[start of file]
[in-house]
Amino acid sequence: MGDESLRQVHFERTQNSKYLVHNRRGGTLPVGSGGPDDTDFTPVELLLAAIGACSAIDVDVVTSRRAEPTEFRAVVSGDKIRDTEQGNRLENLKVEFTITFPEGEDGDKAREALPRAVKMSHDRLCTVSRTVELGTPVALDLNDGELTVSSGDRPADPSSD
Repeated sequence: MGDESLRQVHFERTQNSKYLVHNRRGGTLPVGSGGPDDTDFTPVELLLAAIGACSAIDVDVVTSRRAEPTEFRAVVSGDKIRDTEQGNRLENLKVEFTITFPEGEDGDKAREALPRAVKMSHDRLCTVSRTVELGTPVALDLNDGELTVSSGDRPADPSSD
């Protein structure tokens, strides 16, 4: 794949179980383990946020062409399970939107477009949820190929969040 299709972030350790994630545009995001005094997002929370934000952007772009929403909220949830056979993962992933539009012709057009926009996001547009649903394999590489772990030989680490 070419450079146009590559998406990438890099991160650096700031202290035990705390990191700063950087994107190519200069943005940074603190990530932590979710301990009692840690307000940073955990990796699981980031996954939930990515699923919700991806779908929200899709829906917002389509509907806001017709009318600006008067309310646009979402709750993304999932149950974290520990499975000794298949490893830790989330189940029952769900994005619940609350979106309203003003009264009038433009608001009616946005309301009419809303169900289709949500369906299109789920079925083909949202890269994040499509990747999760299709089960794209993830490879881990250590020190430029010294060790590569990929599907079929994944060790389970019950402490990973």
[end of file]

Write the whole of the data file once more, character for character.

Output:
[in-house]
Amino acid sequence: MGDESLRQVHFERTQNSKYLVHNRRGGTLPVGSGGPDDTDFTPVELLLAAIGACSAIDVDVVTSRRAEPTEFRAVVSGDKIRDTEQGNRLENLKVEFTITFPEGEDGDKAREALPRAVKMSHDRLCTVSRTVELGTPVALDLNDGELTVSSGDRPADPSSD
Repeated sequence: MGDESLRQVHFERTQNSKYLVHNRRGGTLPVGSGGPDDTDFTPVELLLAAIGACSAIDVDVVTSRRAEPTEFRAVVSGDKIRDTEQGNRLENLKVEFTITFPEGEDGDKAREALPRAVKMSHDRLCTVSRTVELGTPVALDLNDGELTVSSGDRPADPSSD
């Protein structure tokens, strides 16, 4: 794949179980383990946020062409399970939107477009949820190929969040 299709972030350790994630545009995001005094997002929370934000952007772009929403909220949830056979993962992933539009012709057009926009996001547009649903394999590489772990030989680490 070419450079146009590559998406990438890099991160650096700031202290035990705390990191700063950087994107190519200069943005940074603190990530932590979710301990009692840690307000940073955990990796699981980031996954939930990515699923919700991806779908929200899709829906917002389509509907806001017709009318600006008067309310646009979402709750993304999932149950974290520990499975000794298949490893830790989330189940029952769900994005619940609350979106309203003003009264009038433009608001009616946005309301009419809303169900289709949500369906299109789920079925083909949202890269994040499509990747999760299709089960794209993830490879881990250590020190430029010294060790590569990929599907079929994944060790389970019950402490990973």